Southwest Virginia County Puts Land Records on Blockchain

A southwest Virginia county with about 40,000 residents situated near the Kentucky border is using blockchain for managing land records.

Jack Kennedy, clerk of the Wise County and City of Norton Circuit Court is behind the effort to create, store and access smart land records through a solution from Bloqable, the company developing the software.

Historically, land records have been managed with paper indices, but “we have modernized over the past quarter of a century to evolve to remote access to land records, electronic filing of land records,” Kennedy said. “This is just a continuation of the evolution, using more modern technology (e.g., blockchain) to create secure title opinions that can be ultimately utilized by local constituents, the banking industry, realtors and others to rapidly certify ownership of real property,” he said.

Previously, it would sometimes take all day and trips to the courthouse to prepare an abstract of title, which is a report that summarizes a property’s history, including past owners, money owed on it and liens.

Ultimately, the system, built on Amazon Web Services’ (AWS) Amazon Quantum Ledge Database (QLDB), will use machine learning and artificial intelligence to enable automatic generation of title abstractions, providing “the opportunity to push a button to get a 40-year title opinion, as opposed to hiring people to verify it,” Kennedy said. “Even if it is required to be verified by a human, it can be done much more rapidly,” he added.

The project has three parts. The first, which Bloqable delivered in June 2021, is a database of smart land records for Wise County and the city of Norton that make 40 years’ worth of data available in seconds. To date, more than 500 validated smart land records sit on the blockchain, according to David FitzGerald, the company’s founder and chief executive officer.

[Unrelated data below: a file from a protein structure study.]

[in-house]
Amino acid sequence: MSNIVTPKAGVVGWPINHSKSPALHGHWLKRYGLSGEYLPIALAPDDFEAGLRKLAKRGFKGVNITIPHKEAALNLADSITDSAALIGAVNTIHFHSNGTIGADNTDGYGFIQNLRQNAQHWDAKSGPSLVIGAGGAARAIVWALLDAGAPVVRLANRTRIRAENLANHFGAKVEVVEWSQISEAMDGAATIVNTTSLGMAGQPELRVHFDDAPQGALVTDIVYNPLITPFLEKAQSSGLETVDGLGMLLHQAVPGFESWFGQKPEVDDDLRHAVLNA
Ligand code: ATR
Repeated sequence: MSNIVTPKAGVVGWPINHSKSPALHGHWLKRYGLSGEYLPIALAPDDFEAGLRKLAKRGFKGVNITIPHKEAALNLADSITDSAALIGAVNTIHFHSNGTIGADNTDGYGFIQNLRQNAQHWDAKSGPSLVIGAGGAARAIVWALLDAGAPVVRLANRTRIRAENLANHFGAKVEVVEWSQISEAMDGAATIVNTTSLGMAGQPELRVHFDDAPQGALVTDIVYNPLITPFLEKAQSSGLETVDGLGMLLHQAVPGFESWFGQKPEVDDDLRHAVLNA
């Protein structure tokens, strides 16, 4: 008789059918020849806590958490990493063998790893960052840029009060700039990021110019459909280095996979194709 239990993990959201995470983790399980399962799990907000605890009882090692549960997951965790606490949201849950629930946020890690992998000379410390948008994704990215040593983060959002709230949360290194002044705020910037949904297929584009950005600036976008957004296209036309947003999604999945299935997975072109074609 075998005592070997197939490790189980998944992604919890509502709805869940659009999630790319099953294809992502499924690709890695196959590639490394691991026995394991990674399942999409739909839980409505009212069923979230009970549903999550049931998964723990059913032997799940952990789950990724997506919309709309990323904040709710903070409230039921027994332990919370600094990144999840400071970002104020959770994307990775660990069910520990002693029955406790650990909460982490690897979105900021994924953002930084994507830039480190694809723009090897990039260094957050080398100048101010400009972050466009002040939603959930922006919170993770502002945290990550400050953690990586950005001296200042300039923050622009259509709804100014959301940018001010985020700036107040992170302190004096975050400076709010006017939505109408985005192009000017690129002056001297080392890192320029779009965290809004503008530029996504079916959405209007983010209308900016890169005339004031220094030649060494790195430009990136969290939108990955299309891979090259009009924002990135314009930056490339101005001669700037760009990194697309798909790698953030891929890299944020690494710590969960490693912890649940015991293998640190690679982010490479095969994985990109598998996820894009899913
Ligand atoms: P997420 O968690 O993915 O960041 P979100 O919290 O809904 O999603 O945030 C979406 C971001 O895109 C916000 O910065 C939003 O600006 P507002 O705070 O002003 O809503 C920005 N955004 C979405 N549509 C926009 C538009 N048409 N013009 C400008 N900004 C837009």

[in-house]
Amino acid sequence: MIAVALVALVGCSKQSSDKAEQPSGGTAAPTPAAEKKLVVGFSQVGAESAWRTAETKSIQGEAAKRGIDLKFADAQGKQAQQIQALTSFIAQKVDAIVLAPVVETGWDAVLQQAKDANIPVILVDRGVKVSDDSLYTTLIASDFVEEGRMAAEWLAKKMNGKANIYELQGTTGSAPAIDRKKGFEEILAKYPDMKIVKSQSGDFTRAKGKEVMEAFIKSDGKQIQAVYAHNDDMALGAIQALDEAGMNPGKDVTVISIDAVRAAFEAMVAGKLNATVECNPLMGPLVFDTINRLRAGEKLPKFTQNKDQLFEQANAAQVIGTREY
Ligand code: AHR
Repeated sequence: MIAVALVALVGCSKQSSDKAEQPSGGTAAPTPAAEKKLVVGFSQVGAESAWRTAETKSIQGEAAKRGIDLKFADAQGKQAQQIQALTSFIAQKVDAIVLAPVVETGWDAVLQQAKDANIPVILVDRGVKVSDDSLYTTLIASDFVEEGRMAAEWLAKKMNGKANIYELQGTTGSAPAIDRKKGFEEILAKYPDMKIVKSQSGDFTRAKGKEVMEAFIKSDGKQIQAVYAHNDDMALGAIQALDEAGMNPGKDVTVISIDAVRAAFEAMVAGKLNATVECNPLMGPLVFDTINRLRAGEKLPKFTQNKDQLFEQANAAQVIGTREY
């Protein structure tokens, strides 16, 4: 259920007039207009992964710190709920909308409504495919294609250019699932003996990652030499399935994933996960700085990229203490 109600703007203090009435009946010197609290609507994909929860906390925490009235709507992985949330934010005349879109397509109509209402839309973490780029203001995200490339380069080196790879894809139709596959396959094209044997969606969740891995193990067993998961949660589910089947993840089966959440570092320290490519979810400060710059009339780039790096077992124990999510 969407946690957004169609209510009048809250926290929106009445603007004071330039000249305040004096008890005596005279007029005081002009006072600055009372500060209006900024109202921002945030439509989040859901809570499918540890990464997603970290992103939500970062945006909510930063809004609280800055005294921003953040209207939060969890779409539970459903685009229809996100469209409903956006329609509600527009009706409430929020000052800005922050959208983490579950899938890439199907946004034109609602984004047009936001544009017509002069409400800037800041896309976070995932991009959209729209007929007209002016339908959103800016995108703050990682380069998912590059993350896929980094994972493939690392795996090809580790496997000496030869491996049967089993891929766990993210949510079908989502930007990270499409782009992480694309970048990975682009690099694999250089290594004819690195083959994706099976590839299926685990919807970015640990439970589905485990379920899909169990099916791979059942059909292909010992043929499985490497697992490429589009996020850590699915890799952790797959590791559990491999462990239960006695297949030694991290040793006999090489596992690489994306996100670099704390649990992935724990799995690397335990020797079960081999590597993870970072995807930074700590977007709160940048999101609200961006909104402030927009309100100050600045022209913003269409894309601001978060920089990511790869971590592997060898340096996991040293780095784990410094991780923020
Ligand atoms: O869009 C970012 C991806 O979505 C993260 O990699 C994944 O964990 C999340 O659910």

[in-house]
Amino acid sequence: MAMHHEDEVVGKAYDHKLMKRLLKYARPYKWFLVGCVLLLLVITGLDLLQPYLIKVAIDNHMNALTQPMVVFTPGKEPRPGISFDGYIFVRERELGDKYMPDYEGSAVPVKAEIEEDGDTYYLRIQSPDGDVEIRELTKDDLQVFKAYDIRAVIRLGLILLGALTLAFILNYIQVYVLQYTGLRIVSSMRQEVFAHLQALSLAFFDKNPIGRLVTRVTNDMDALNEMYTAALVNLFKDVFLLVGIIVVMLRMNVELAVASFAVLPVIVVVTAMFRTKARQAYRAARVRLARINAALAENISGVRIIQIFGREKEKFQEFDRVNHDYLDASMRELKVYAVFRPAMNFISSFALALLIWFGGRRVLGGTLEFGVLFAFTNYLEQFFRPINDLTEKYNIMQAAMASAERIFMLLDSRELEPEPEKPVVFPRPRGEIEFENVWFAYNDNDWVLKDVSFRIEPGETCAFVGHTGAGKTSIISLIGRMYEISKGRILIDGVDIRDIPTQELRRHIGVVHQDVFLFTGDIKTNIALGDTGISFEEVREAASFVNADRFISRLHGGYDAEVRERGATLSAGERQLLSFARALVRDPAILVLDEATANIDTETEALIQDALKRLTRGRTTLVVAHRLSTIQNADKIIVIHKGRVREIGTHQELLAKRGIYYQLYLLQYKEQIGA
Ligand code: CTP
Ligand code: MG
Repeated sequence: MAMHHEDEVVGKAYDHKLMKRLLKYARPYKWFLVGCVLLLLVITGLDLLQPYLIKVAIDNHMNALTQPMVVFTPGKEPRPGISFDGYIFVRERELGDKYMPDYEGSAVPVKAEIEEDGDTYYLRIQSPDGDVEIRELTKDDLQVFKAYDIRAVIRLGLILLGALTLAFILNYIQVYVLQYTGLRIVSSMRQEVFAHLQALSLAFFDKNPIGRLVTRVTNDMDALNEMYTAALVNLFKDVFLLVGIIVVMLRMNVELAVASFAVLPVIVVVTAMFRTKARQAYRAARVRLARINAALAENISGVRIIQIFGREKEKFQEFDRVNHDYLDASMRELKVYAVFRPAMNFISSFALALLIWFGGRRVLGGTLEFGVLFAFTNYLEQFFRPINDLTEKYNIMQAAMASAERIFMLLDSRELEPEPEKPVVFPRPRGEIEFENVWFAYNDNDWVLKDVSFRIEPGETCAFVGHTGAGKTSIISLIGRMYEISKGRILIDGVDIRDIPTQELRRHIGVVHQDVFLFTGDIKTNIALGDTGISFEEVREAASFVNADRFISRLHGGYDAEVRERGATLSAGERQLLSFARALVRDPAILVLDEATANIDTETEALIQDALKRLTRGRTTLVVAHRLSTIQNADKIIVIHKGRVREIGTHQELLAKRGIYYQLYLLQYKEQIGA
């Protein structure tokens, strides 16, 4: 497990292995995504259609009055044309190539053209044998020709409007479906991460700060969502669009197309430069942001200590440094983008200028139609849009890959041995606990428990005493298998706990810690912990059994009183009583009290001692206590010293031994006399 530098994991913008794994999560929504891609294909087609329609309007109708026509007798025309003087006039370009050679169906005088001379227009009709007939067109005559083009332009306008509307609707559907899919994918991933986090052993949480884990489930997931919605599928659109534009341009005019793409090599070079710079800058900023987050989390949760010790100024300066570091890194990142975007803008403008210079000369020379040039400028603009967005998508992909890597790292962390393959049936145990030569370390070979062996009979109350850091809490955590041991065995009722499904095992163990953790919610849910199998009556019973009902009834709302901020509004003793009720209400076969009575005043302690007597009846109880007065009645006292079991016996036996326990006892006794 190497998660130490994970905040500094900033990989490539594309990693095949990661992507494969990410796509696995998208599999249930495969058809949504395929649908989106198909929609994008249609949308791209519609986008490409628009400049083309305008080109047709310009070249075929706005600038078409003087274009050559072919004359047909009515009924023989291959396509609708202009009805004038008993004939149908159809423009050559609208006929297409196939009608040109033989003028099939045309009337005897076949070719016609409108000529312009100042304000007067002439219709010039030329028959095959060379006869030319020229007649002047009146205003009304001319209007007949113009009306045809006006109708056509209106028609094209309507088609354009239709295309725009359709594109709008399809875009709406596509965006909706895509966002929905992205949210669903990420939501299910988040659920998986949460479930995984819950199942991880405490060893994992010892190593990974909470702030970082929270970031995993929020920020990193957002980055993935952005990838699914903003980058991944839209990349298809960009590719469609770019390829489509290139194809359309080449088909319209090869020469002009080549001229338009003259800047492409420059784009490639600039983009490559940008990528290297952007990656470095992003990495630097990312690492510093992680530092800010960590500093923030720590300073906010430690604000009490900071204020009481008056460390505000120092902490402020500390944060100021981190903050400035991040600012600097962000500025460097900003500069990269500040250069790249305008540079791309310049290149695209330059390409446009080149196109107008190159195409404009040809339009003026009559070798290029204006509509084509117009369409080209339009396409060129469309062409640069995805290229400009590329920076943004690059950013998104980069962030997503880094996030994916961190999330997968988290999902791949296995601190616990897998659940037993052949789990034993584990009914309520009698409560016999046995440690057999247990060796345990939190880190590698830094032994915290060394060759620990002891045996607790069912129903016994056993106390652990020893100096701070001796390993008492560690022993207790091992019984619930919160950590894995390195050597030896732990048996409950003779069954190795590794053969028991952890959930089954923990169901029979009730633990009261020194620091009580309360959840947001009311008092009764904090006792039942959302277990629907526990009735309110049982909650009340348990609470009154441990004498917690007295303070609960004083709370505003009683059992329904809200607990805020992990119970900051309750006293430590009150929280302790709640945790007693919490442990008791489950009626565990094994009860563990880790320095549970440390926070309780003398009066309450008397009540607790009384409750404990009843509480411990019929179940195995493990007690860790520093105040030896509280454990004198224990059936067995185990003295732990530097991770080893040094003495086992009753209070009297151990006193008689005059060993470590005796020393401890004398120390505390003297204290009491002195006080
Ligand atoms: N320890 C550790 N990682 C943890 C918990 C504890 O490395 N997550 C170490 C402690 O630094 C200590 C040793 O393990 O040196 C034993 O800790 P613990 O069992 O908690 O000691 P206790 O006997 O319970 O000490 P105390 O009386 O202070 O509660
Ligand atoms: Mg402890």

To create the records, which is the second part of the effort, the county is working land records employees and cohorts of about six interns at a time from local Southwest Virginia colleges who have been trained in abstracting with help from an e-learning curriculum developed at Old Dominion University. They open a browser interface and log into the cloud-hosted system. A wizard prompts them on the steps they need to take.

The first is to research the property identification numbers that are tied to every property and provided by Wise County and Norton through mxCourt, a platform Kennedy’s team helped build that allows court offices and users to collaborate, create, share, finalize, record, manage and search records, including land records. Interns collect information about the most recent deed, the address and a brief history of the property.

When the draft record is finished, it goes to April Huff, the county’s master deputy clerk of court, and her staff for validation, and then the approved record resides on QLDB. “Because it’s a block record on that chain, can never be changed, it can never be hacked, and when you have to modify information related to that property, it just goes on a new record on top of that historical record,” FitzGerald said. “It is judged by Wise County and Norton [land records] offices to be the truest understanding of that property that there is.”

The third aspect of the project is leveraging AI and ML. Bloqable and the county are in negotiations with Louisiana Tech University to provide supported ML, meaning support from the land records staff. They hope to roll this out this year and next, FitzGerald said.

Several grants totaling about $235,000 are supporting the blockchain project, including $85,000 from the Virginia Compensation Board’s Technology Trust Fund and $50,000 from the Virginia Coalfield Economic Development Authority, in addition to contributions from the NASA Space Grant Consortium.

The biggest benefit of all is building a more engaged and educated workforce, Kennedy said, noting that the University of Virginia’s College at Wise has a software engineering school that he’d like to tap for additional interns. “Blockchain is going to be used in so many different aspects of life going forward,” he said. “We’re going to see more use of nonfungible tokens in the future to secure records, and I think it’s just an ongoing evolution as the next generation of technology goes forward.”